FAA Administrator Michael Huerta told a legal forum on Monday that the agency passed the milestone last week when it topped 325,000 registered drone owners. There are 320,000 registered manned aircraft. Huerta said the number of small unmanned aircraft is even larger because drone operators often own more than one drone. FAA officials launched a drone registration program just before Christmas, saying it would help them track down operators who violate regulations.   read more
  • 8 States See Big Drop in Number of People without Health Insurance

    Tuesday, February 09, 2016
    Independent experts say the coverage gains are due to the Obama health care law, boosted by economic recovery. That poses a dilemma for GOP presidential candidates, who are vowing to repeal "Obamacare," while offering hardly any detail on how they'd replace it without millions losing coverage. Indeed, a group of conservative policy experts said Republicans will need some kind of "grandfathering exemption" to avoid disrupting the lives of people who have gained coverage.   read more

Where is the Money Going?

  • Millions of Dollars in Shadowy Campaign Money Fuel Presidential Campaigns

    Sunday, February 07, 2016
    At least $4 million in dark money is flowing to outside groups helping White House hopefuls. Both parties benefit from money routed through obscure corporations, or from nonprofits that don't have to disclose their donors. The contributions are a reminder of federal court decisions in recent years, like Citizens United, that loosened prior restrictions in campaign finance laws. That can hide who's really backing candidates — and what favors or influence could be owed should they get elected.   read more
  • U.S. Utility Firms Worry about Insurance Coverage in Event of Power Grid Cyber Attack

    Friday, January 29, 2016
    The potential costs of an attack in the United States are huge. Last year Lloyd's and the University of Cambridge released a 65-page study estimating that simultaneous malware attacks on 50 generators in the Northeastern United States could cut power to as many as 93 million people, resulting in at least $243 billion in economic damage and $21 billion to $71 billion in insurance claims. The study called such a scenario improbable but "technologically possible."   read more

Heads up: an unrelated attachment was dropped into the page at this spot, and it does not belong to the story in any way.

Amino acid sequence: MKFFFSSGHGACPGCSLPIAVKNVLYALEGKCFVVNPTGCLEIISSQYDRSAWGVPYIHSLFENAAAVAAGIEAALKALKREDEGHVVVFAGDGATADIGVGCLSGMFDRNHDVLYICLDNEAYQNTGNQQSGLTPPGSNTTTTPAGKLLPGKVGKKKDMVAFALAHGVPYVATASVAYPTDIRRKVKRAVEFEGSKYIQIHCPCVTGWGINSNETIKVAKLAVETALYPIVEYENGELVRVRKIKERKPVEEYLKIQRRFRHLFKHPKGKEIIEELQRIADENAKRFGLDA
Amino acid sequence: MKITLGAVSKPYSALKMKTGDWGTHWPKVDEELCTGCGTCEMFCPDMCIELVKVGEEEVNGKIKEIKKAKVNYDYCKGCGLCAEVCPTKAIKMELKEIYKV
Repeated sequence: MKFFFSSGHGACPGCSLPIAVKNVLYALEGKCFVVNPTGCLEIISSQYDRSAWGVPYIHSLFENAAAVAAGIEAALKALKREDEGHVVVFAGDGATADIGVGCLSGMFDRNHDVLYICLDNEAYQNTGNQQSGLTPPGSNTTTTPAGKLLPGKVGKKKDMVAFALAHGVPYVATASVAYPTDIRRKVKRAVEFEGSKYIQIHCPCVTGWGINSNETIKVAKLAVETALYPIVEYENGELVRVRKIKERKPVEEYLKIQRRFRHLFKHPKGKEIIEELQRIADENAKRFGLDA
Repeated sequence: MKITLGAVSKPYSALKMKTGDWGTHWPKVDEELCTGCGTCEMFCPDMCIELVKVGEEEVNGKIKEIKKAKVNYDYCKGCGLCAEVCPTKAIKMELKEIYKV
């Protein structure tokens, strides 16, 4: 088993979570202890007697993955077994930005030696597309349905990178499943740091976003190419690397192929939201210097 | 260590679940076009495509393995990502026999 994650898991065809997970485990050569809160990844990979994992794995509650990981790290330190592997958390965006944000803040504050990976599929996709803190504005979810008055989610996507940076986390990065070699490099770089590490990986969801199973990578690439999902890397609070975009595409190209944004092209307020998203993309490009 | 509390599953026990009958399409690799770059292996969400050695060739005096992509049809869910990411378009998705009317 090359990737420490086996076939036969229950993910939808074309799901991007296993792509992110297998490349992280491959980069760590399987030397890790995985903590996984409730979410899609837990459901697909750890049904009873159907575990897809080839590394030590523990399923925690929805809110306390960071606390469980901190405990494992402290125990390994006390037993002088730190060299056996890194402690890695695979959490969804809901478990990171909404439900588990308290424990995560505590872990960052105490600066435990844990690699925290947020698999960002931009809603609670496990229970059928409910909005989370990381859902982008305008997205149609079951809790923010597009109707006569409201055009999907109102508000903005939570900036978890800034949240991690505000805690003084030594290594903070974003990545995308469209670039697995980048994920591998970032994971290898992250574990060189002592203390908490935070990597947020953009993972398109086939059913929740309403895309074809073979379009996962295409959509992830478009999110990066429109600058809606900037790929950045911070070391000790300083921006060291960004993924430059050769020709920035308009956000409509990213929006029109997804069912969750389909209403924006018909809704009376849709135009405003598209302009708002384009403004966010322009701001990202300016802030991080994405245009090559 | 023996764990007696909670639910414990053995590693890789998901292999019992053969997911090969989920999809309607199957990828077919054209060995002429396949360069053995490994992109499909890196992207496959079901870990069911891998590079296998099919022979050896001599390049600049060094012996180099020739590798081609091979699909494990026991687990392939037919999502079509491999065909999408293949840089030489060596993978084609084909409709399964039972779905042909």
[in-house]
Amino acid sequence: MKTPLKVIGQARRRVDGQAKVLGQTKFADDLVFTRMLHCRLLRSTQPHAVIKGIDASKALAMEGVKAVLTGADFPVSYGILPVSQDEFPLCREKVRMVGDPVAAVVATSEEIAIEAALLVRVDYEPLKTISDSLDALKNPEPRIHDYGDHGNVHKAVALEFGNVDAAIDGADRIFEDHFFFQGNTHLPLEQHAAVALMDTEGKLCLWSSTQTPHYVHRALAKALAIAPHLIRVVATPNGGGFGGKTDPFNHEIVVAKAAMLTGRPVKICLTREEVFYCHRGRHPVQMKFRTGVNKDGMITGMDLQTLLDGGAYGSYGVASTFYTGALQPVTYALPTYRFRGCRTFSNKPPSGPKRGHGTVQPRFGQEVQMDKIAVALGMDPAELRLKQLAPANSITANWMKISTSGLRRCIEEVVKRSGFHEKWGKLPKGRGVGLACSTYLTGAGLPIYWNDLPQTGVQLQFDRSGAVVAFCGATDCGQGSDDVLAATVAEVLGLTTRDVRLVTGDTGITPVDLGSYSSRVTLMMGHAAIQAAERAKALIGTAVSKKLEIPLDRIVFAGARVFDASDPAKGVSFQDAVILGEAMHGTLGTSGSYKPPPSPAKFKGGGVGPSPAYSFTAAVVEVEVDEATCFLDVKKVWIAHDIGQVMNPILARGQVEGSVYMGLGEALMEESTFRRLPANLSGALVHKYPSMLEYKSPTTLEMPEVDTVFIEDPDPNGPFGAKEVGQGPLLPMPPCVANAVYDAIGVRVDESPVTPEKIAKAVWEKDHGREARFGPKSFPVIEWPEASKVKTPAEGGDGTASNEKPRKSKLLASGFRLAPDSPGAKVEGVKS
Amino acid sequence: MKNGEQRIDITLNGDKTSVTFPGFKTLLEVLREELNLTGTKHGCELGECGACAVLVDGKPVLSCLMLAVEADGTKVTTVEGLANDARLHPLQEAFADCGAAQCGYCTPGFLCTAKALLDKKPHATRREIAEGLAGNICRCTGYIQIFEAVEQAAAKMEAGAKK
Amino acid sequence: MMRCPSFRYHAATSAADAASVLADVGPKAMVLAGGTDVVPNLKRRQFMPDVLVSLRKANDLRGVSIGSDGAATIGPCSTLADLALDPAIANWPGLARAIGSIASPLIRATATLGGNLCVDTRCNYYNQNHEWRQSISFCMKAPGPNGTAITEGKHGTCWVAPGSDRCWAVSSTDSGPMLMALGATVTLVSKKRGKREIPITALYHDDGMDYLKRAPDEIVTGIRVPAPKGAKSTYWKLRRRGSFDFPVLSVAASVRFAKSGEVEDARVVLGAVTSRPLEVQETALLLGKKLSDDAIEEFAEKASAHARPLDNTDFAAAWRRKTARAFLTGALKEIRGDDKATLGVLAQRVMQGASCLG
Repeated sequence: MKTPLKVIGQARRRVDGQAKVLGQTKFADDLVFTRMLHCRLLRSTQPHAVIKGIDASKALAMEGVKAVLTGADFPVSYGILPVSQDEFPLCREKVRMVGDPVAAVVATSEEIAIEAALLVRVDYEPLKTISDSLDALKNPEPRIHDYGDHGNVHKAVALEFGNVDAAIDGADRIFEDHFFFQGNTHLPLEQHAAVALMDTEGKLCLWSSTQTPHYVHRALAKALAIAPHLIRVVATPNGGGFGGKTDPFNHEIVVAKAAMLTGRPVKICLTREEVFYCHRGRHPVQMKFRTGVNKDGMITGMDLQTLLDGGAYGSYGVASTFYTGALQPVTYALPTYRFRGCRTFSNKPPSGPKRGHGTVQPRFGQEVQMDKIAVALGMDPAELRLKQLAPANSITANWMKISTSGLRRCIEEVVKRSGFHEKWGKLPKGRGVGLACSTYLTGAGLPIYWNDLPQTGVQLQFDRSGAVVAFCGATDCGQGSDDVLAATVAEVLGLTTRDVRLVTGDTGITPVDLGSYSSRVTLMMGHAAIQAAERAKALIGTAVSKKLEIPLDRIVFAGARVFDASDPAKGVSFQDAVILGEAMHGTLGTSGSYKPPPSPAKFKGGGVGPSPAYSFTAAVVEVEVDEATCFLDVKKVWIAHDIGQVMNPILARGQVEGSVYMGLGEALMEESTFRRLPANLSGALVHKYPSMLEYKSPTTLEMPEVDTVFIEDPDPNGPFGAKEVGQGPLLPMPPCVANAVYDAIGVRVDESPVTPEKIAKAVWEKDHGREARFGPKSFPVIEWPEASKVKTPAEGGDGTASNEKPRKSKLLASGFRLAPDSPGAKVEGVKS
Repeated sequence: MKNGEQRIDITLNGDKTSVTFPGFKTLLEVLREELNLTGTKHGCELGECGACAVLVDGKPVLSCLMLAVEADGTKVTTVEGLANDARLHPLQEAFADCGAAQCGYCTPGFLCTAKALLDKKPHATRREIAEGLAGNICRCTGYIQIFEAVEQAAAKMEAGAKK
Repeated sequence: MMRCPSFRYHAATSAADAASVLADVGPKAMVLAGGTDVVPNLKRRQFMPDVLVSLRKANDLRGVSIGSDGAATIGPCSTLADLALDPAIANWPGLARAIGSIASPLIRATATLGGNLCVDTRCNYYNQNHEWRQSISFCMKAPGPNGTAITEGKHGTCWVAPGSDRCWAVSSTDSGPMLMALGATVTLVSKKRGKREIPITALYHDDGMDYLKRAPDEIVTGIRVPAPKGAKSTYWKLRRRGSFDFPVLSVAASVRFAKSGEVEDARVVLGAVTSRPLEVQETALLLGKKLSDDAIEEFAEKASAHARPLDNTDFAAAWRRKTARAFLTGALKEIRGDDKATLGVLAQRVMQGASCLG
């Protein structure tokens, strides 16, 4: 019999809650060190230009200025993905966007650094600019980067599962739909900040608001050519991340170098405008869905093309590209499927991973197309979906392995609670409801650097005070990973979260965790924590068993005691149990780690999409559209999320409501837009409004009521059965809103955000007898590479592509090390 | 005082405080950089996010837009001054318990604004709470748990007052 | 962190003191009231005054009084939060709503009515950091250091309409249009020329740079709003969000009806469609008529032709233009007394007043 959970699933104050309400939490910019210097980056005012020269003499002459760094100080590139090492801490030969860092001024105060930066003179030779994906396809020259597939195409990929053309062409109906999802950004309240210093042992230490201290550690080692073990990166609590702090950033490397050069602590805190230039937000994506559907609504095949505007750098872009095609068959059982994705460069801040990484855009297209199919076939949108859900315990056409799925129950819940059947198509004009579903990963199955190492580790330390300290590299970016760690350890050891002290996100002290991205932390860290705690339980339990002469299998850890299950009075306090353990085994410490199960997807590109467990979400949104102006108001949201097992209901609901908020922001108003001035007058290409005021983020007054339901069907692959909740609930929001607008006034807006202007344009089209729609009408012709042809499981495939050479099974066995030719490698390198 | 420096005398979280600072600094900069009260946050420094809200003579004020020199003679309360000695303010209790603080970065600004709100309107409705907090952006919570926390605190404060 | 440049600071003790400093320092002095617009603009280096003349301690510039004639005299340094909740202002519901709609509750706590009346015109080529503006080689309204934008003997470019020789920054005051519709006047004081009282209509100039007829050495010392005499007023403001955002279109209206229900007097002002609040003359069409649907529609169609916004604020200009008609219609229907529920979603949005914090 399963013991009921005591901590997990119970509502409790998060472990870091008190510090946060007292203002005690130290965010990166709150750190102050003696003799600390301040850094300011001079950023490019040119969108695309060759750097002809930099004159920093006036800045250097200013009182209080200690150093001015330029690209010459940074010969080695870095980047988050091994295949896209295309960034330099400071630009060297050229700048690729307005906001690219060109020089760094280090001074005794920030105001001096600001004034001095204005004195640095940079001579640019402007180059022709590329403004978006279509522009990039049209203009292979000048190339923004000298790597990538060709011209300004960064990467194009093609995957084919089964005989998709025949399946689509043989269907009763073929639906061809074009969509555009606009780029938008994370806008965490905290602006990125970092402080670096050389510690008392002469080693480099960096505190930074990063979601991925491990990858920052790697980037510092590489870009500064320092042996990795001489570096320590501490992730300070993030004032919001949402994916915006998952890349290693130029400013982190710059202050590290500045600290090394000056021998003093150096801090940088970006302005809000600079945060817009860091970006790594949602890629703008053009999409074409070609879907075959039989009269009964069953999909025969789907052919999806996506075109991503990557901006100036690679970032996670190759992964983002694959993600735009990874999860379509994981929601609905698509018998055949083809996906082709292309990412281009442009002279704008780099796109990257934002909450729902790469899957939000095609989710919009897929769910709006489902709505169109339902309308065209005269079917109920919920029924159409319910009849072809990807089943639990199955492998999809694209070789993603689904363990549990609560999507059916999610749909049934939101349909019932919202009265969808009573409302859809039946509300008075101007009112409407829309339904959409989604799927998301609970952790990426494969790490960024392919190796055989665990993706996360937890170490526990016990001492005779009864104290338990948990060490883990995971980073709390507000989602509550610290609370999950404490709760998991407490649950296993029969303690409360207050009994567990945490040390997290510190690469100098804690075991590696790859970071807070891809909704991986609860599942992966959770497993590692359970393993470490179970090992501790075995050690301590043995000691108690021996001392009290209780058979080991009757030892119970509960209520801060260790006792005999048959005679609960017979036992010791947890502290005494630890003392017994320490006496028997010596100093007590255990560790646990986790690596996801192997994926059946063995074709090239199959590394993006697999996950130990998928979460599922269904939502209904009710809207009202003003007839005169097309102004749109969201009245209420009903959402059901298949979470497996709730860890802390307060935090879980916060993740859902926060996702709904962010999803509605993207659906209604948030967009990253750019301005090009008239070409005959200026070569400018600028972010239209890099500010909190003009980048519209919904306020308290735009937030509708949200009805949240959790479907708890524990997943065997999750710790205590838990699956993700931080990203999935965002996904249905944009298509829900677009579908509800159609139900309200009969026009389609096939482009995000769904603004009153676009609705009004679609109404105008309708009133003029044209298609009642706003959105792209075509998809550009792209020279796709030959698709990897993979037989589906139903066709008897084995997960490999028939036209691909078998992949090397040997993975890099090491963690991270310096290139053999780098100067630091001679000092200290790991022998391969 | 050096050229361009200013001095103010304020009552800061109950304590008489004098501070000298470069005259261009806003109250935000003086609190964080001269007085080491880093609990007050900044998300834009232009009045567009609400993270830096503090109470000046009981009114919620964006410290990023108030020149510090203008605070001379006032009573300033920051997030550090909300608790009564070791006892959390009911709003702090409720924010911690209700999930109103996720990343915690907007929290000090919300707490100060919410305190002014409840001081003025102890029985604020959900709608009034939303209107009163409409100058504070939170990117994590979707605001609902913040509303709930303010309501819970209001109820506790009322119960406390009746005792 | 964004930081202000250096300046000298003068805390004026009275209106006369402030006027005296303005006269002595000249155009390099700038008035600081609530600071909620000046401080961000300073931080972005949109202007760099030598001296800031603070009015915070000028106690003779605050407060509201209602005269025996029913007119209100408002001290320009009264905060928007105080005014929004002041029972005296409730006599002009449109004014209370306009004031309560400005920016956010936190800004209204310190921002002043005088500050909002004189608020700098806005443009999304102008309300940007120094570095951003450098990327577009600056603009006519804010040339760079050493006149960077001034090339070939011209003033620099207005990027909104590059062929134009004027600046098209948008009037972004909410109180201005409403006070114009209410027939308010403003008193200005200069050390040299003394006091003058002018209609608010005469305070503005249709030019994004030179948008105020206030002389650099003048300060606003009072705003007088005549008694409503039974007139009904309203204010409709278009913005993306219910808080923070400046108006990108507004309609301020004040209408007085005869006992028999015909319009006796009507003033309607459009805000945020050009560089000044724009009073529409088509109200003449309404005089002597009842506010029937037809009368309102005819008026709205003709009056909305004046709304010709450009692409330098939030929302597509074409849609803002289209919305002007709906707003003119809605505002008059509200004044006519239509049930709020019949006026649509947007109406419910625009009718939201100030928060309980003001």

• One Place Where Women’s Pay Remains Stubbornly Equal to Men’s: U.S. Military

    Sunday, December 20, 2015
    The one thing that historically has held back women in the armed forces is that not all jobs were open to women, especially spots in combat units which are seen as a prerequisite for promotion. But Defense Secretary Ashton Carter’s announcement that all jobs are open equally to men and women changed that and women should soon see a clearer path to advancement. The Coast Guard offers a two-year sabbatical to encourage mothers to stay in the service.   read more

Controversies

  • Only in Georgia can Accused Police Officers Attend their own Grand Jury Hearing

    Wednesday, February 10, 2016
    Georgia is the only state that allows the officer's unchallenged statement at the end of a grand jury session,. In some other states, a prosecutor can call the officer as a witness, but the officer is subject to questions and can't listen to the other testimony. The law has drawn criticism, especially as police use of force cases face increasing scrutiny nationwide. Critics argue the law gives an officer an unfair advantage and makes it extremely difficult to indict an officer.   read more